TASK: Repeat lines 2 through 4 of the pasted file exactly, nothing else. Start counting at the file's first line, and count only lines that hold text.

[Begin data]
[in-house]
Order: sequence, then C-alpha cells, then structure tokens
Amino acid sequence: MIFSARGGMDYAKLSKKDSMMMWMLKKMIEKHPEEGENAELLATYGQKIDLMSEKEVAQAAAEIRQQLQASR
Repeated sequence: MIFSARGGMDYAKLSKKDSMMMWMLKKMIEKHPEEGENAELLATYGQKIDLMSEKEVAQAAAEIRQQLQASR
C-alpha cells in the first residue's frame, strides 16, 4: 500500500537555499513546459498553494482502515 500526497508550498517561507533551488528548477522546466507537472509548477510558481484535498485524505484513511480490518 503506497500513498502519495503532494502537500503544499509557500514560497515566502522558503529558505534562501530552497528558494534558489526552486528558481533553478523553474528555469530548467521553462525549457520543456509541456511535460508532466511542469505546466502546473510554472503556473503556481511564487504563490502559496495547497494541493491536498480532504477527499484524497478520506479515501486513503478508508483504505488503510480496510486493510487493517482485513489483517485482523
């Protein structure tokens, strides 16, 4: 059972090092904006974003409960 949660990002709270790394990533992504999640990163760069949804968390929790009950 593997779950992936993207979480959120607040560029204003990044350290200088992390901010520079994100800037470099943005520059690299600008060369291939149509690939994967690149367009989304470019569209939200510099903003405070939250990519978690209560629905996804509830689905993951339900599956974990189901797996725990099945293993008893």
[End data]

Order: sequence, then C-alpha cells, then structure tokens
Amino acid sequence: MIFSARGGMDYAKLSKKDSMMMWMLKKMIEKHPEEGENAELLATYGQKIDLMSEKEVAQAAAEIRQQLQASR
Repeated sequence: MIFSARGGMDYAKLSKKDSMMMWMLKKMIEKHPEEGENAELLATYGQKIDLMSEKEVAQAAAEIRQQLQASR